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John Sutcliffe, 35, is consultant neurosurgeon at the Royal London Hospital Trust, Whitechapel, writes Cherrill Hicks. Last week he removed a blood clot from the brain of the boxer Gerald McClellan.

Hours: From 7.30-9am to 8.30pm. "In the last few weeks I've hardly got away at all."

Training: 10 years.

Experience in neurosurgery: Six years.

NHS salary: About £40,000.

Private work: One morning a week.

The job: The hospital has its own emergency helicopter service bringing in more than 500 multiply injured patients a year; many have been involved in road accidents, falls from building sites and assaults.

"The patients I operate on have blood clots in the head, fractures of the spine and skull and occasionally foreign bodies such as bullets to remove.

"We also operate on children: typical cases are brain tumours and very young babies with hydrocephalus. And we run a neurostimulation clinic, using an electrical device, for conditions such as epilepsy and chronic pain."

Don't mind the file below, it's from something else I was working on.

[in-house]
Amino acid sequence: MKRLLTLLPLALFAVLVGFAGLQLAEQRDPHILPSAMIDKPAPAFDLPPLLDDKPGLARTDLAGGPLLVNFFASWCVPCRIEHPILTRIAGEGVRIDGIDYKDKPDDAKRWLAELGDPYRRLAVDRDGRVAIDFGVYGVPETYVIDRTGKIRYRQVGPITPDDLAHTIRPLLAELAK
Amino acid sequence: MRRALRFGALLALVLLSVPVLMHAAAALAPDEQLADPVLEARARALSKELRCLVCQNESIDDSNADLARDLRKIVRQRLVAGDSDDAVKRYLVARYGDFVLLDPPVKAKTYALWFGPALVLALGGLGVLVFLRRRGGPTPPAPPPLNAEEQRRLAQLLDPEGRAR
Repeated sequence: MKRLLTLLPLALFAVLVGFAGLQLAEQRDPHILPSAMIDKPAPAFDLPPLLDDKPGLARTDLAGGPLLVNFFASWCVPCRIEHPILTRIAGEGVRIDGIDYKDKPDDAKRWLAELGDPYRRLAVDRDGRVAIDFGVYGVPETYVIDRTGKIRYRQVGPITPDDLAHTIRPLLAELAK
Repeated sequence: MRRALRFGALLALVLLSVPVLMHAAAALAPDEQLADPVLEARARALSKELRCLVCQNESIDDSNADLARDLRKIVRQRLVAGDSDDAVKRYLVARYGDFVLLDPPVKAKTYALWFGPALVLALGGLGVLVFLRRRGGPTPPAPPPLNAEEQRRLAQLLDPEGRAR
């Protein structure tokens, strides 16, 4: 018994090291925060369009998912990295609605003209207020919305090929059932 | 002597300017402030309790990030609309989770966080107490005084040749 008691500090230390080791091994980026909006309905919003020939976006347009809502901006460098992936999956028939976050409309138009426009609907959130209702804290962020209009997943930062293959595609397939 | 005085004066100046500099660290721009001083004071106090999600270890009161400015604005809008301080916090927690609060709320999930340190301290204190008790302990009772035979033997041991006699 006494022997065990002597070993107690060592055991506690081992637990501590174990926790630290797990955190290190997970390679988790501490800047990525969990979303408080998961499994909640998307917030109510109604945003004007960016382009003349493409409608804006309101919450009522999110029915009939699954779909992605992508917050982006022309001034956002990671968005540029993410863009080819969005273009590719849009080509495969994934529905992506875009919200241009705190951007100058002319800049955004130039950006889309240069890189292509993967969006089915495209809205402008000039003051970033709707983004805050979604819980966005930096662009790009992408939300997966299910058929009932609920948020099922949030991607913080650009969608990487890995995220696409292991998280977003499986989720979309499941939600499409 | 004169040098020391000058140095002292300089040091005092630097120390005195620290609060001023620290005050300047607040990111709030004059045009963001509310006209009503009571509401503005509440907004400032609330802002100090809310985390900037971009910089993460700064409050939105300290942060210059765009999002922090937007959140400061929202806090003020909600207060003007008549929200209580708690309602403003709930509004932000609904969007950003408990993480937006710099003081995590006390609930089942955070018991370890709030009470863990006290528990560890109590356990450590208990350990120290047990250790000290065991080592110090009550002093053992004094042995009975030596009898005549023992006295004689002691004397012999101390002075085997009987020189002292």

Pros: "I love operating, I could quite easily spend 24 hours a day in theatre. And I like the drama, the challenge: with head injuries, like the boxer, you have to move very quickly."

Cons: "It takes over your life entirely. There's no escape: even out of the country you can't relax. And the stakes are pretty high - you can't win them all.

"About nine months ago I operated on Bradley Stone but he died. The trouble was he went home after the fight and came in when it was too late."